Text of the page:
To Latinos In Media, Trump’s Nomination Speech Sounded “Disgusting” And “Apocalyptic”
Research ››› ››› CRISTINA LóPEZ G.
Latinos in the media denounced the speech Donald Trump delivered when he officially accepted the Republican Party’s presidential nomination, condemning the candidate’s hateful and anti-immigrant rhetoric, referring to the speech as “disgusting,” noting it contained “fearmongering” and “divisiveness,” and criticizing him for linking immigration and terrorism.
Donald Trump Accepts Republican Nomination With Anti-Immigrant Speech
NBCNews.com: Donald Trump’s Speech Linked “Immigrants To Crime.” NBC News reported that Republican presidential nominee Donald Trump accepted his party’s nomination by “slamming immigrants and linking them to crime,” noting it was the same tone he used when launching his campaign. From the July 21 NBCNews.com report:
Donald Trump accepted the GOP's nomination Thursday in the same way he launched his campaign: slamming immigrants and linking them to crime.
Trump didn't budge from his combative stance on immigration as he wrapped up the Republican National Convention in Cleveland.
He officially accepted the party's nomination for president by telling a pumped-up crowd that the nation's security is under threat from immigrants and illegal immigration.
Trump's remarks were met with chants of "Build a Wall," which has become one of the slogans of his campaign.
Trump reminded the crowd that on Monday night they heard from three people whose loved ones were murdered by immigrants not legally in the country.
Trump's speech topped a week of convention speakers linking immigrants in the country illegally to crime. [NBCNews.com, 7/21/16]
Latinos In Media Called Trump’s Speech “Disgusting” And “Apocalyptic”
CNN Contributor Ana Navarro: Trump’s “Disgusting Speech” Did “Nothing But Bring Out The Darkness In America.” During CNN’s convention coverage, Republican strategist and CNN commentator Ana Navarro referred to Trump’s nomination acceptance speech as “disgusting” and “terrifying to people,” adding that it contained “fearmongering” and “divisiveness.” From CNN’s July 22 convention coverage:
ANA NAVARRO: There is absolutely something wrong, and we are in a crisis, we are in a divided crisis right now. But if you think anything that man said tonight is going to solve this crisis, you heard a different speech. Go listen to the speech. Go listen to the words of the trauma surgeon in Dallas, the guy who was there when those five dead policemen died. Go listen to the words of the chief of police of Dallas. That’s the kind of thing that will get us past the crisis, not this fearmongering, not this divisiveness, not this disgusting speech that we heard tonight, that does nothing but bring out the darkness in America. It is terrifying to people. [CNN, America’s Choice 2016: Republican National Convention, 7/22/16]
La Opinión’s Pilar Marrero: “What A Disgusting Speech, Full Of Fear Mongering And Division. The Worse I’ve Seen In My Years Living In This Country:”
Futuro Media Group's Julio Ricardo Varela: “The Terrorism And Immigration Topics Are Being Discussed Together As If It Were One Topic.”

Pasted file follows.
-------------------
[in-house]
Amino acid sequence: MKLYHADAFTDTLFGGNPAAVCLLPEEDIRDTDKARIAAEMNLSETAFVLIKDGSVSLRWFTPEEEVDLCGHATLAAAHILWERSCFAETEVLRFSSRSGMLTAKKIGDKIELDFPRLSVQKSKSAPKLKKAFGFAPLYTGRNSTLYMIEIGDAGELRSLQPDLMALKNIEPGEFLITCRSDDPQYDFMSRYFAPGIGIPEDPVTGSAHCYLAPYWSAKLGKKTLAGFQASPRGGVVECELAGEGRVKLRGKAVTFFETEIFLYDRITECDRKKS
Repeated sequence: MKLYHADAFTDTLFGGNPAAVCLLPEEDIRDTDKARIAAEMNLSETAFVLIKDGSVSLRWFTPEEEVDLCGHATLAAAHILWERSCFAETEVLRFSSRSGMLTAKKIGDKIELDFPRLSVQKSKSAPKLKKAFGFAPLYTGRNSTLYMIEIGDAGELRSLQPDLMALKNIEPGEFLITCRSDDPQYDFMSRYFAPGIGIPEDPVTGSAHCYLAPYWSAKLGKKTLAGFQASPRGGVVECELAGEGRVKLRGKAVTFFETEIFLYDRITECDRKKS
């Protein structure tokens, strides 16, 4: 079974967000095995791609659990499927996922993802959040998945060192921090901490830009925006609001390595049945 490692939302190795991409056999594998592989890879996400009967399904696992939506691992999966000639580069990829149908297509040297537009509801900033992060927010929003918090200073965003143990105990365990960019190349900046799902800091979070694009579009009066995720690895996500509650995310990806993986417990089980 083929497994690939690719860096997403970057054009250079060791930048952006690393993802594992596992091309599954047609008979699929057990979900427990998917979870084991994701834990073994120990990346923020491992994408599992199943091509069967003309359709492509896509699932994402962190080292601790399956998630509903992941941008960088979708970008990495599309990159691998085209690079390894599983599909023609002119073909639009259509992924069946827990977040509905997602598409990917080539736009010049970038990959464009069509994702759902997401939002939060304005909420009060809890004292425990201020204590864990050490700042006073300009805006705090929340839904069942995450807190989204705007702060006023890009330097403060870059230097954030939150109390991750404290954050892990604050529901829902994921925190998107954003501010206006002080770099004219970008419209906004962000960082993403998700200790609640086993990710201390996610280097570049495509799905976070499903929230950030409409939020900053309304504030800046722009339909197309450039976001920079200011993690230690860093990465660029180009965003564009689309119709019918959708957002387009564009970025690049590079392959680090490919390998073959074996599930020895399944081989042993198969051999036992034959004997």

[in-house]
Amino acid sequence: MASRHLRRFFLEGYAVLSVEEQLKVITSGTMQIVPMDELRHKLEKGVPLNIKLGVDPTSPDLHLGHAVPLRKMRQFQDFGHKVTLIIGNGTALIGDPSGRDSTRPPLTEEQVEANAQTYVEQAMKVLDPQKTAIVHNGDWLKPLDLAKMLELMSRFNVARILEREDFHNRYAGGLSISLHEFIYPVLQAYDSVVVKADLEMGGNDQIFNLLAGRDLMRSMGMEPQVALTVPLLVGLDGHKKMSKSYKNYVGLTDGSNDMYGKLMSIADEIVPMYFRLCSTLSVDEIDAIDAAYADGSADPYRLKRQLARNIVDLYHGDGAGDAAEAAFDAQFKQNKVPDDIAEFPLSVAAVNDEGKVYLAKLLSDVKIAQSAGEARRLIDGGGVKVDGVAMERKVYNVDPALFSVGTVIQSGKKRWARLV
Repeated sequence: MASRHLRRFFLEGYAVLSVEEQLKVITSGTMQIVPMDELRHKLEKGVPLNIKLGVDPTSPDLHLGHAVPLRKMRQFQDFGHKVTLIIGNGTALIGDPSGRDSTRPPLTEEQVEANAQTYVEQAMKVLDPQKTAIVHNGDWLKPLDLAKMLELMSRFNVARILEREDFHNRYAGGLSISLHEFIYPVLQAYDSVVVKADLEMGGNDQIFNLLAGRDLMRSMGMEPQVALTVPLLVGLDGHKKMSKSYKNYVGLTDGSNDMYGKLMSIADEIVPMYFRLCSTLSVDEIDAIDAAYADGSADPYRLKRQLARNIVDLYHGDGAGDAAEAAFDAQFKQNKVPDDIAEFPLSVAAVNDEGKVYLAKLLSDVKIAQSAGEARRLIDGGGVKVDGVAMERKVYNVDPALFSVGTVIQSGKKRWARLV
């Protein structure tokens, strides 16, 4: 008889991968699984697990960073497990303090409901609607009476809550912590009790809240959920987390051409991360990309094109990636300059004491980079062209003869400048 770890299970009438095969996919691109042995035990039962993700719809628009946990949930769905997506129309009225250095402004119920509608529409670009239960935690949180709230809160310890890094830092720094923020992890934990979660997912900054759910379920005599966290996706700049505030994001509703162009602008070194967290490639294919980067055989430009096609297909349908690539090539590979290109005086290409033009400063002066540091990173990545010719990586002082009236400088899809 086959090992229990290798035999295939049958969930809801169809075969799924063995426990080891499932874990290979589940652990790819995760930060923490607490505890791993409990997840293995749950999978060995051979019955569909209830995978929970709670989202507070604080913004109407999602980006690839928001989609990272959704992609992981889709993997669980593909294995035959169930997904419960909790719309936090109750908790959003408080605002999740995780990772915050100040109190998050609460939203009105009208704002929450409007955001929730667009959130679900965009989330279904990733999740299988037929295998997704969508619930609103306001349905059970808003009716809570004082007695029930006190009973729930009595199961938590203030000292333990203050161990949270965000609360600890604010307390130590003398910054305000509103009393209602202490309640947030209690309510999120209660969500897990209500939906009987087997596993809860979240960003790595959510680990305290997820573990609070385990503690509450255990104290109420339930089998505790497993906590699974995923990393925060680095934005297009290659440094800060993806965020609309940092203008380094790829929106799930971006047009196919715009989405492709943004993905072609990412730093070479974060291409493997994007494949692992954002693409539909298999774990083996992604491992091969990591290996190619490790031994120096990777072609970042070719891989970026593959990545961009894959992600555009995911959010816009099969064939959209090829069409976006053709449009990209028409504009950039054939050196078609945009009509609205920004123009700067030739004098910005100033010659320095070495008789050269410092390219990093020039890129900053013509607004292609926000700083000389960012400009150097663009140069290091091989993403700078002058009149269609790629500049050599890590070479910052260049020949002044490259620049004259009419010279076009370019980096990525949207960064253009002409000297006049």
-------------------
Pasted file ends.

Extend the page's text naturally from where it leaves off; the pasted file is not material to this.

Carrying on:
Eduardo Suárez, On Univision.com: “It Was An Apocalyptic Speech.” Eduardo Suarez, a reporter for Univision and Ahora Semanal, referred to the speech as “apocalyptic” and said that Trump blamed “the wrong culprits” -- including undocumented immigrants -- for a “very negative vision of American society.” Suárez criticized Trump for linking n undocumented immigrants “directly to crime” by using inaccurate statistics and for describing them “as murderers, rapists and people who can’t be trusted.” Translated from Univision.com’s July 22 article:
It was an apocalyptic speech, in which Donald Trump presented a very negative vision of American society before he blamed the wrong culprits: trade agreements, undocumented immigrants, or countries like China or Japan.
And among those to blame for the situation are undocumented immigrants, who he linked directly to crime, implying that they are directly responsible for tens of thousands of crimes, citing an inaccurate number.
Those who believed Trump would use the convention to soften his rhetoric in order to attract the Hispanic vote were wrong. Trump held on to his most aggressive message to talk about immigration. He said again that he will build a wall at the border, he decried sanctuary cities and he presented undocumented immigrants as murderers, rapists and people who can’t be trusted. [Univision.com, 7/22/16]
Univision Correspondent Lourdes Del Río: “Trump Didn’t Change The Rhetoric In His Speech. The Undocumented Took The Worst Shots.” Translated from Del Río’s Twitter account:
Univision’s Enrique Acevedo: Trump’s Strategy Is “Clearly” To Feed “Rancor.” In a series of tweets reacting to Trump’s nomination acceptance speech, Univision’s Enrique Acevedo, who anchors the late night edition of the network’s daily news show, reflected on how hard it was to separate “the journalist from the Mexican immigrant” while hearing Trump’s “dangerous narrative.” Translated from Acevedo’s Twitter account:
“Tonight it’s hard to separate the journalist from the Mexican immigrant. It’s hard to hear “build that wall” with a cool head.”#RNCinCLE
“Trump offers his diagnosis, points to the culprits, but doesn’t propose solutions. Clearly the strategy is to feed rancor.”
Univision’s Jorge Ramos: “I’ve Never Heard So Much Hatred In 1 Convention.”